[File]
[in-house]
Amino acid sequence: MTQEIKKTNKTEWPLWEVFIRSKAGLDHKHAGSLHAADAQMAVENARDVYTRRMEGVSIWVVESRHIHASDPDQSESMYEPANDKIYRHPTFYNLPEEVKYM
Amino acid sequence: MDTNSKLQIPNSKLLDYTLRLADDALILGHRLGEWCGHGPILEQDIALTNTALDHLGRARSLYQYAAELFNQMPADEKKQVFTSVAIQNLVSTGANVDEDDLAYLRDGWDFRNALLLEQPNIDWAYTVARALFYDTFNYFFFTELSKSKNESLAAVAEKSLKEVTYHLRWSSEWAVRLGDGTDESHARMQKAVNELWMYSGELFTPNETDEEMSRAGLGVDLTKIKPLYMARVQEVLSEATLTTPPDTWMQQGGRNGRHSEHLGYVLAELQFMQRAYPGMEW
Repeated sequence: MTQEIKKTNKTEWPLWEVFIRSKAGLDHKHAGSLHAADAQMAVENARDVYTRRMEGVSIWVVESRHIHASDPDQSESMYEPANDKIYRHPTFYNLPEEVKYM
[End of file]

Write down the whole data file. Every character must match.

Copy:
[in-house]
Amino acid sequence: MTQEIKKTNKTEWPLWEVFIRSKAGLDHKHAGSLHAADAQMAVENARDVYTRRMEGVSIWVVESRHIHASDPDQSESMYEPANDKIYRHPTFYNLPEEVKYM
Amino acid sequence: MDTNSKLQIPNSKLLDYTLRLADDALILGHRLGEWCGHGPILEQDIALTNTALDHLGRARSLYQYAAELFNQMPADEKKQVFTSVAIQNLVSTGANVDEDDLAYLRDGWDFRNALLLEQPNIDWAYTVARALFYDTFNYFFFTELSKSKNESLAAVAEKSLKEVTYHLRWSSEWAVRLGDGTDESHARMQKAVNELWMYSGELFTPNETDEEMSRAGLGVDLTKIKPLYMARVQEVLSEATLTTPPDTWMQQGGRNGRHSEHLGYVLAELQFMQRAYPGMEW
Repeated sequence: MTQEIKKTNKTEWPLWEVFIRSKAGLDHKHAGSLHAADAQMAVENARDVYTRRMEGVSIWVVESRHIHASDPDQSESMYEPANDKIYRHPTFYNLPEEVKYM